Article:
A department store chain originally founded in 1899 by Sebastien Sperling Kresge (1867–1966), a tinware salesman, as the S. S. Kresge Co. The original stores were known as “five and dime” stores, selling all merchandise for either 5 or 10 cents. Kresge previously was in a partnership with J. G. McCrory, a prominent retailer at the time, but quickly set out to open his own stores. Within a decade, he had 85 stores grossing more than $10 million per year, and he incorporated in 1912. In 1918, the company stock was listed on the NEW YORK STOCK EXCHANGE.
The company remained a “variety” store selling inexpensive items throughout its early history. It opened a chain in Canada in the 1920s and remained successful throughout the pre–World War II years because of its low prices and inexpensive product lines. As a result of his success, Kresge founded the Kresge Foundation in 1924. But by the late 1950s, the store chain was being seriously challenged by other retailers, which were becoming more full-service stores and were moving into the suburbs and into newly constructed shopping malls. In 1962, it introduced a new concept store called K-Mart in Garden City, Michigan. The store was a no-frills discounter of a wide array of clothing and other household items and became extremely successful, leading the company to a record $483 million in sales the first year of operation.
Within four years, more than 160 K-Mart stores were opened in addition to the 753 Kresge stores in operation, and sales topped the $1 billion mark. In 1976 alone, the company opened 271 K-Mart stores, the largest amount of retail space ever opened. By 1977, 95 percent of the company’s sales were generated by K-Mart, and the company officially changed its name. The phenomenal expansion hit its peak in 1981, when the company opened its 2,000th store. By the late 1980s, the Kresge stores had been sold, and the company no longer had any links to its former founder or name. The company had become the second leading retailer in the country behind SEARS, ROEBUCK.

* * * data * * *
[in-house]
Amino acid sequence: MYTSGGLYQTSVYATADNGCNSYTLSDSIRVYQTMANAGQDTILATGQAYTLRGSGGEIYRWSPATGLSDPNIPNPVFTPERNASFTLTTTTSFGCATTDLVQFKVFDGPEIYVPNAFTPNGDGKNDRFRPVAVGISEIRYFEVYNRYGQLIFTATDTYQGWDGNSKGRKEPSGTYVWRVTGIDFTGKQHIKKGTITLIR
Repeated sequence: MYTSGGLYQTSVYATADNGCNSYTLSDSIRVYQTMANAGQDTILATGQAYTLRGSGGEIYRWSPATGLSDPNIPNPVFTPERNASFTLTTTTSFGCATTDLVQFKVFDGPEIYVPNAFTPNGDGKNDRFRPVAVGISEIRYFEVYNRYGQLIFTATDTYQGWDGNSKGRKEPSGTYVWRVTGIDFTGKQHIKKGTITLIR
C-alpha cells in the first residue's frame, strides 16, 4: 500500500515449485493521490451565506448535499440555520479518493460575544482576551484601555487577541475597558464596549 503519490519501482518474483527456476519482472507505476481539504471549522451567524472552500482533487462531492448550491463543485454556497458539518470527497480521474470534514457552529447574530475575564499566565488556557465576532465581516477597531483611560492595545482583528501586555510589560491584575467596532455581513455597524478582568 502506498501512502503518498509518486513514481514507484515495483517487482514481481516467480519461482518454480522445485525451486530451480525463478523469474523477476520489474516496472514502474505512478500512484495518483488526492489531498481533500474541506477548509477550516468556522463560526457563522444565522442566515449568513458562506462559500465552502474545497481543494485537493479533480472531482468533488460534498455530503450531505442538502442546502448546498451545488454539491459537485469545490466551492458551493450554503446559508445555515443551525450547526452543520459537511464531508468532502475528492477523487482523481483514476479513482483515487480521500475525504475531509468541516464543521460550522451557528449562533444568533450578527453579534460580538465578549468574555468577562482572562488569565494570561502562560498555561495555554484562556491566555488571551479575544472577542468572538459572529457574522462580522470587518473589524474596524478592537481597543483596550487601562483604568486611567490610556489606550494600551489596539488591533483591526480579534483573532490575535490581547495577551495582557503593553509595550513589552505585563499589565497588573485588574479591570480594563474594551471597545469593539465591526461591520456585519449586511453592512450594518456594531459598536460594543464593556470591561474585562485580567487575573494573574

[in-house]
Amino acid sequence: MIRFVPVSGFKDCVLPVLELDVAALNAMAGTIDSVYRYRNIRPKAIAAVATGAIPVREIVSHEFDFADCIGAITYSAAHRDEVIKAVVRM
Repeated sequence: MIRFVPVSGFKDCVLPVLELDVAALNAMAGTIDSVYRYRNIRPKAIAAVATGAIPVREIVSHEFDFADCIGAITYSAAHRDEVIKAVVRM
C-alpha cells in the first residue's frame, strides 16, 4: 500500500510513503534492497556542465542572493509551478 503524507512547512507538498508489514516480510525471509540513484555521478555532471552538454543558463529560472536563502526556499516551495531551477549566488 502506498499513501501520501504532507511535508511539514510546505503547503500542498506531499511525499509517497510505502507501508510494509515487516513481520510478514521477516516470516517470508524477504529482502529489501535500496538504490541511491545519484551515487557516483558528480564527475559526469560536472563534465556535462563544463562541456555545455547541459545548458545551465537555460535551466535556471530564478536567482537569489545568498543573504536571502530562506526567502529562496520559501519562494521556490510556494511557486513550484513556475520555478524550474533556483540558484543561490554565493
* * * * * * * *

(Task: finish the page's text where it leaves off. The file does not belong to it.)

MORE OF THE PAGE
In the 1990s, the company began an acquisitions program, adding more retailers to its operations. It acquired the Sports Authority, Builders Square, Borders bookstores, and OfficeMax before subsequently selling them off. But the expansion and loss of market share to the leading retail chain, Wal-Mart, put the company under severe financial pressure, and it filed for Chapter 11 BANKRUPTCY protection in 2002. After reorganizing, it emerged from bankruptcy a year later with new management. In 2004, it was announced that K-Mart would merge with Sears, the largest retail merger in history—creating a rival to number-one retailer Wal-Mart.
See also CHAIN STORES.
- Hendrickson, Robert. The Grand Emporiums: The Illustrated History of America’s Great Department Stores. New York: Stein & Day, 1979.
- Kresge, Stanley S. The S. S. Kresge Story. Racine, Wisc.: Western Publishing, 1979.
- Turner, Marcia Layton. K-Mart’s Ten Deadly Sins: How Incompetence Ruined an American Icon. Hoboken, N.J.: John Wiley & Sons, 2003.